The buzz around the new film began last month when PBS president Paula Kerger announced that the first-ever autobiographical documentary of physicist Stephen Hawking, called A Brief History of Mine (working title), was slated to air by PBS in 2013. Well, that working title is history, and release plans have taken new turns. The film had its world premier Monday night at SXSW Film, as Hawking. Commissioned originally as a TV production by UK’s Channel 4 and PBS, Hawking is the first film about– according to the press materials– “the planet’s most famous living scientist, told for the first time in his own words and by those closest to him”.
In this age of celebrity, it would be hard to make a documentary film about an iconic figure who has celeb credentials on so many levels–a Nobel Prize, the overcoming of a handicap on heroic terms, the best-selling science author since Carl Sagan, and something of a cultural provocateur pedigree– and not produce a movie that resonates with millions. In a packed house (with mainly film biz insiders and film press) at the historic old Paramount theatre in downtown Austin Monday night, with executive producer Ben Bowie and director Stephen Finnigan in attendance, the film’s reception was very positive. That result was not preordained, despite the subject. The film is not your conventional documentary, celebrity or otherwise. It’s an innovative and somewhat risky blend of three genres (only two of them traditionally film genres). And it demonstrates the use of new technology tools by filmmakers bending rules a bit, to interesting effect.
Hawking blends standard documentary narrative, dramatic recreation, and autobiography to present a different kind of film. It’s certainly not a standard documentary. The movie tells the now largely familiar story of Stephen Hawking’s precocious childhood, his university life at Oxford and Cambridge, and his overcoming of huge physical challenges from his ALS disease, as he accomplished what no scientist has ever done– combine new insights into cosmology, quantum physics, and thermodynamics to rewrite the history of the universe and the laws of physics. Black holes were to Hawking what gravity was to Newton, and he deconstructed them to solidify the Big Bang theory.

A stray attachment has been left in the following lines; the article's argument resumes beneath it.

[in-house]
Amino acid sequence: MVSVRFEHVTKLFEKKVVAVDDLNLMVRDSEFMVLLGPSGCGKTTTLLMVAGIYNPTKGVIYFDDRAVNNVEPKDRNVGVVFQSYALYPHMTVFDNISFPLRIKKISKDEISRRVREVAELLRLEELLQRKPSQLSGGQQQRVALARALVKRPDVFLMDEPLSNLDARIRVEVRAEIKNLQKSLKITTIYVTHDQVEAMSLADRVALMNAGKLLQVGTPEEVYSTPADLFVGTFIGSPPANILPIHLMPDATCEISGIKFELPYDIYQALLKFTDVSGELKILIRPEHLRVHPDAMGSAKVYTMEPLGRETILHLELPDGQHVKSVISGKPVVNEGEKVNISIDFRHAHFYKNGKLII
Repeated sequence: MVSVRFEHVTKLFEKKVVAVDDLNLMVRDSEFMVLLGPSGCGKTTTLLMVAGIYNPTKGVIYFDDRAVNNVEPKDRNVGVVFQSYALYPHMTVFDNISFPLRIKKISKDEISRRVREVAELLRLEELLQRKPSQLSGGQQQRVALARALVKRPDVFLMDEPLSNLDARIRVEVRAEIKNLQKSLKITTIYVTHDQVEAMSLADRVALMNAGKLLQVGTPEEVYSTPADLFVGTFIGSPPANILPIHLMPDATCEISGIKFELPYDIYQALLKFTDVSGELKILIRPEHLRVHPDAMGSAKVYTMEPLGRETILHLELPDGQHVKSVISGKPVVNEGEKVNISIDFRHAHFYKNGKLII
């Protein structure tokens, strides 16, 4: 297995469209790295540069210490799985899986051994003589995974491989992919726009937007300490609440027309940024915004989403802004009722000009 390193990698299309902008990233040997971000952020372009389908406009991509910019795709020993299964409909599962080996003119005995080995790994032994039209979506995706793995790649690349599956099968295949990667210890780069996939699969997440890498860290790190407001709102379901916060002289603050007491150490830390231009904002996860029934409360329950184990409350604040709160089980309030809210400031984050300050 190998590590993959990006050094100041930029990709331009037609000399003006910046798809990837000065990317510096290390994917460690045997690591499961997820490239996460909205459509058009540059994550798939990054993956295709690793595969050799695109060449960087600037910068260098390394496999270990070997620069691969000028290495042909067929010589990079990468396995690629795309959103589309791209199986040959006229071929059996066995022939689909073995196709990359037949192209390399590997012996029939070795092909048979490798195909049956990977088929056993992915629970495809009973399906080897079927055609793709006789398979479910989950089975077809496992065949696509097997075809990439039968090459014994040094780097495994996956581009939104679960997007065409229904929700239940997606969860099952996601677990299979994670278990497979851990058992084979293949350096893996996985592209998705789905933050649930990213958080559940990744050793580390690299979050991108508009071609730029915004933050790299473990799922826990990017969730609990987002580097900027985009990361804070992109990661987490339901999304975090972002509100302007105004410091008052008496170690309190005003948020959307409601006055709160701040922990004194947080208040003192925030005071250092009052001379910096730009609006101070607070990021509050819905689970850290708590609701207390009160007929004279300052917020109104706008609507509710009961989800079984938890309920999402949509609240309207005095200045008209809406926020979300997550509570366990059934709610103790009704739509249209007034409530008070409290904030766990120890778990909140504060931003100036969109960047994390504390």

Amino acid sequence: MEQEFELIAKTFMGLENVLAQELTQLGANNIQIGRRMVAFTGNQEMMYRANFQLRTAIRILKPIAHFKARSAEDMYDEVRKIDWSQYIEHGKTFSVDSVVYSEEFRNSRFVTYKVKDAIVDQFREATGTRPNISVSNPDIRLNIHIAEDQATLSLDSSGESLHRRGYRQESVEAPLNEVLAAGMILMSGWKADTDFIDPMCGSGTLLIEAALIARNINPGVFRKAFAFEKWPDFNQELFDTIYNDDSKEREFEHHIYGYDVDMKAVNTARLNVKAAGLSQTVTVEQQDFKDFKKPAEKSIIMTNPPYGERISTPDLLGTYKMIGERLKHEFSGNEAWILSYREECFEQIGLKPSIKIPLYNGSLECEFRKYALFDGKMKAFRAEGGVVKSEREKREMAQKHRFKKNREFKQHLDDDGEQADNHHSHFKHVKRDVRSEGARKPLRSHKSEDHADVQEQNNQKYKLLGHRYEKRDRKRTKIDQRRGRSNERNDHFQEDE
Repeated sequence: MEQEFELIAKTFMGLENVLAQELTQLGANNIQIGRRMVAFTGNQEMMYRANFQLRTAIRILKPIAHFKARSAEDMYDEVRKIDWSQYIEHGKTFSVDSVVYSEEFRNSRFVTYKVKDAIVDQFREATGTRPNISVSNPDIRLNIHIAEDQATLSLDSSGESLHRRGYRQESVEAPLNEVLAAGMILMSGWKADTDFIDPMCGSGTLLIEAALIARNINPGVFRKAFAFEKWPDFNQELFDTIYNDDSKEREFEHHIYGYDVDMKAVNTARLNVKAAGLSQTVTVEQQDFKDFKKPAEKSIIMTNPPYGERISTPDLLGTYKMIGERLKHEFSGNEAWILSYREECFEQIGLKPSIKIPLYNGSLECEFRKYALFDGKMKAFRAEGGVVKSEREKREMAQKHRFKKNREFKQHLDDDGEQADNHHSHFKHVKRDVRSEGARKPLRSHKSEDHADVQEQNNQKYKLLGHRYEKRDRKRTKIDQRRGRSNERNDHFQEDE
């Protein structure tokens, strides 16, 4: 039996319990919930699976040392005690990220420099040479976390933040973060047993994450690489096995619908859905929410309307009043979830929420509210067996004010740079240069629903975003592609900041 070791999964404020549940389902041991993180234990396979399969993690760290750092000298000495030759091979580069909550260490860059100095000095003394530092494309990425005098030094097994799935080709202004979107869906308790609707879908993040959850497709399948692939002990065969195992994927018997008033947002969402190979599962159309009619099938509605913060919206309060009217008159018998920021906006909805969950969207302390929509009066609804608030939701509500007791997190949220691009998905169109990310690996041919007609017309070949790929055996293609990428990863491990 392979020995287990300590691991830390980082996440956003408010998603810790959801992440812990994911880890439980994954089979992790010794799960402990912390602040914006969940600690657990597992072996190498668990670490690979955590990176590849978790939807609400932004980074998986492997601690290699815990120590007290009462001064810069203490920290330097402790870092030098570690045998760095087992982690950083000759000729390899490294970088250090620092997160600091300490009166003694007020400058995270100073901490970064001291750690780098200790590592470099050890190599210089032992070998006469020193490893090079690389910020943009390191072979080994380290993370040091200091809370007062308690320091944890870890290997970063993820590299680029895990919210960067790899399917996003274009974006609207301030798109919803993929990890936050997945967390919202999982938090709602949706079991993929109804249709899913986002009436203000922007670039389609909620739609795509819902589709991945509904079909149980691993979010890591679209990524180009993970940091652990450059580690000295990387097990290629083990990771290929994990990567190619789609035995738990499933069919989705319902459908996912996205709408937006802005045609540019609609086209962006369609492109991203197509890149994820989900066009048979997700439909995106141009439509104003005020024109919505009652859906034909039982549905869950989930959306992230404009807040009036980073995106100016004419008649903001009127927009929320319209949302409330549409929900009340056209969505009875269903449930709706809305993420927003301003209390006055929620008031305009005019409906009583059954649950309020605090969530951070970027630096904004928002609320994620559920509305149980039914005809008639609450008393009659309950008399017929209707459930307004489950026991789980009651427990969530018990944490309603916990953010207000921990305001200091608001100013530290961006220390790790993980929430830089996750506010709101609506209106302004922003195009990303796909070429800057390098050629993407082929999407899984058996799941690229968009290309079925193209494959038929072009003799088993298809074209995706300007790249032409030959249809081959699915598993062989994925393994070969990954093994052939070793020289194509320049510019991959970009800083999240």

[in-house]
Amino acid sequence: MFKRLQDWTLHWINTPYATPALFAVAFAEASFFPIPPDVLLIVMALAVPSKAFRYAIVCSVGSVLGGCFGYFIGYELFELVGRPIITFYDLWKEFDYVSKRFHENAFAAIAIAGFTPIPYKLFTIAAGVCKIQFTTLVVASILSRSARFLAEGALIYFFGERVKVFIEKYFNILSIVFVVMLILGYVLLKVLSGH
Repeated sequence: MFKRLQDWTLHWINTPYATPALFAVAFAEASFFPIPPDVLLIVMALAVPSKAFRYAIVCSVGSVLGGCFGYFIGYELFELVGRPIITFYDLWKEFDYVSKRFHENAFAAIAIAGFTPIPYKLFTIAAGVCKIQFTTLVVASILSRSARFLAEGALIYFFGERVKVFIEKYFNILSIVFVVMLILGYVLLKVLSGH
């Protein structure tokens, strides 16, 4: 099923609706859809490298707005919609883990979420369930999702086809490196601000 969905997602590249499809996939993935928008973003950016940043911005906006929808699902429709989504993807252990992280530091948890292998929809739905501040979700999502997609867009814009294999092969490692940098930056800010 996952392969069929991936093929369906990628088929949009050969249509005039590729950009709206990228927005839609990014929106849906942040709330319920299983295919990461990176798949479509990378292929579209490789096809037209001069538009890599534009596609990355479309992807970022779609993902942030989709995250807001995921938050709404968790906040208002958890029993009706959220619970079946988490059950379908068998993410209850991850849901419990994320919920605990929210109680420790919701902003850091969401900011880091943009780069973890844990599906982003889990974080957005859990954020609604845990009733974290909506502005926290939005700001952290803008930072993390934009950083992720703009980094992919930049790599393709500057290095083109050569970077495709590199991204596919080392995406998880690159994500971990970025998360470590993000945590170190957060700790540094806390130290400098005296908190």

Hawking director Stephen Finnigan, at SXSW Film in Austin, on Tuesday.
The story of Hawking’s life is well known and well documented. What’s new in this film? Hawking’s producer/director team decided– in consultation with Stephen Hawking– to use dramatic recreations to tell parts of the narrative for which there was not archival material. It was not as easy decision, to try to blend standard archival interviews, new material, and dramatized sequences. Producer Ben Bowie told me Tuesday at SXSW there was some anxiety as they weighed how the audience would accept this mixing of genres. Indeed, the dramatic recreations– many of them addressing “the early years” whether in adolescence, the early university years, and the first incidents of medical crisis– could have easily brought the entire enterprise down to the level of standard TV drama. But this was averted by both narrative and technical maneuvering that resulted in a cohesive, seamless whole.
“The film started as a documentary,” said executive producer Ben Bowie. “But it became more of an autobiography”.
Indeed, Stephen Hawking is listed in the credits as one of three writers (along with, interestingly, Bowie and Finnigan, pointing out the hybrid nature of this film where subject, producer, and director share writing), raising my curiosity as to whether Stephen Hawking was heavily involved in the script, outside his rather extensive narration. Director Stephen Finnigan told me that in fact Hawking’s writing was limited to the Hawking monologues and voice-overs, and that Finnigan had freedom with the direction. That Hawking’s narration ends up dominating the script is by design. The film did indeed morph from documentary to a literary-style autobiography– a move could have become stylistically messy. But the dramatic recreations of Stephen Hawking’s key early and mid-life provide the directorial thread that blend the two tasks well.
Hawking was shot with a mix of digital cameras. A Canon C300 was used “for the drama and beauty shots” Finnigan said. The many long lingering shots of the Oxford cityscape. And the dramatic recreations peppered throughout– especially the middle of the film. A Panasonic 300 did duty for “fly on the wall” shots that were more documentary in feel (with a Canon Mark III also used for some of those). For the many shots where we see through Stephen Hawking’s eyes as we ride along in his famous motorized wheelchair, the director attached two GoPro’s to Hawking’s rig– one forward looking and seeing the world through Hawking’s eyes, and one with a “handlebar” view of Hawking.